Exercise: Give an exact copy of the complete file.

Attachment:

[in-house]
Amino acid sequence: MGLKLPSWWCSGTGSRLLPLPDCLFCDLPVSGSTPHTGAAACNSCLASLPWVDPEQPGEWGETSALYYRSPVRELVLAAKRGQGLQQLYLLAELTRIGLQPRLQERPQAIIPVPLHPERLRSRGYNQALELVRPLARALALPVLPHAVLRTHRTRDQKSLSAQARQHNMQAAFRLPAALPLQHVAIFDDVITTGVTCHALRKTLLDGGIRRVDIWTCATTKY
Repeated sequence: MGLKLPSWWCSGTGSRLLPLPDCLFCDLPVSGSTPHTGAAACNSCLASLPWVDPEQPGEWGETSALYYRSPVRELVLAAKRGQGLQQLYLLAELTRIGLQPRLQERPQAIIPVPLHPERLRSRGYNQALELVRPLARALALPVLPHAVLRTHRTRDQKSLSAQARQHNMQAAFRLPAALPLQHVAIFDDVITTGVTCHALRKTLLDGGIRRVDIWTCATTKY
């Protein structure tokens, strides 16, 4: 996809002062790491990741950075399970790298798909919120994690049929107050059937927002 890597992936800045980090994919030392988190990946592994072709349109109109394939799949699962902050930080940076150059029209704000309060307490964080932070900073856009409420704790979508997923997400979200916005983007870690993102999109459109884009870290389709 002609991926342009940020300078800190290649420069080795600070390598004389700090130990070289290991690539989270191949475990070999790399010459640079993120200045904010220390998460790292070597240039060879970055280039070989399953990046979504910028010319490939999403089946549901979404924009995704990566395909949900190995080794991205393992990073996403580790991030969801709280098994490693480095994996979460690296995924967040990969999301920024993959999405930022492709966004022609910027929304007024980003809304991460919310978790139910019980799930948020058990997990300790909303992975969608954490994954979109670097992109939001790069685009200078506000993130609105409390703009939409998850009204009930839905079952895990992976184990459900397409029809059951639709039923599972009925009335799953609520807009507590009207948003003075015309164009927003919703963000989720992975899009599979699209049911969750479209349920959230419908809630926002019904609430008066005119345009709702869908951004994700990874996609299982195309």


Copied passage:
[in-house]
Amino acid sequence: MGLKLPSWWCSGTGSRLLPLPDCLFCDLPVSGSTPHTGAAACNSCLASLPWVDPEQPGEWGETSALYYRSPVRELVLAAKRGQGLQQLYLLAELTRIGLQPRLQERPQAIIPVPLHPERLRSRGYNQALELVRPLARALALPVLPHAVLRTHRTRDQKSLSAQARQHNMQAAFRLPAALPLQHVAIFDDVITTGVTCHALRKTLLDGGIRRVDIWTCATTKY
Repeated sequence: MGLKLPSWWCSGTGSRLLPLPDCLFCDLPVSGSTPHTGAAACNSCLASLPWVDPEQPGEWGETSALYYRSPVRELVLAAKRGQGLQQLYLLAELTRIGLQPRLQERPQAIIPVPLHPERLRSRGYNQALELVRPLARALALPVLPHAVLRTHRTRDQKSLSAQARQHNMQAAFRLPAALPLQHVAIFDDVITTGVTCHALRKTLLDGGIRRVDIWTCATTKY
């Protein structure tokens, strides 16, 4: 996809002062790491990741950075399970790298798909919120994690049929107050059937927002 890597992936800045980090994919030392988190990946592994072709349109109109394939799949699962902050930080940076150059029209704000309060307490964080932070900073856009409420704790979508997923997400979200916005983007870690993102999109459109884009870290389709 002609991926342009940020300078800190290649420069080795600070390598004389700090130990070289290991690539989270191949475990070999790399010459640079993120200045904010220390998460790292070597240039060879970055280039070989399953990046979504910028010319490939999403089946549901979404924009995704990566395909949900190995080794991205393992990073996403580790991030969801709280098994490693480095994996979460690296995924967040990969999301920024993959999405930022492709966004022609910027929304007024980003809304991460919310978790139910019980799930948020058990997990300790909303992975969608954490994954979109670097992109939001790069685009200078506000993130609105409390703009939409998850009204009930839905079952895990992976184990459900397409029809059951639709039923599972009925009335799953609520807009507590009207948003003075015309164009927003919703963000989720992975899009599979699209049911969750479209349920959230419908809630926002019904609430008066005119345009709702869908951004994700990874996609299982195309």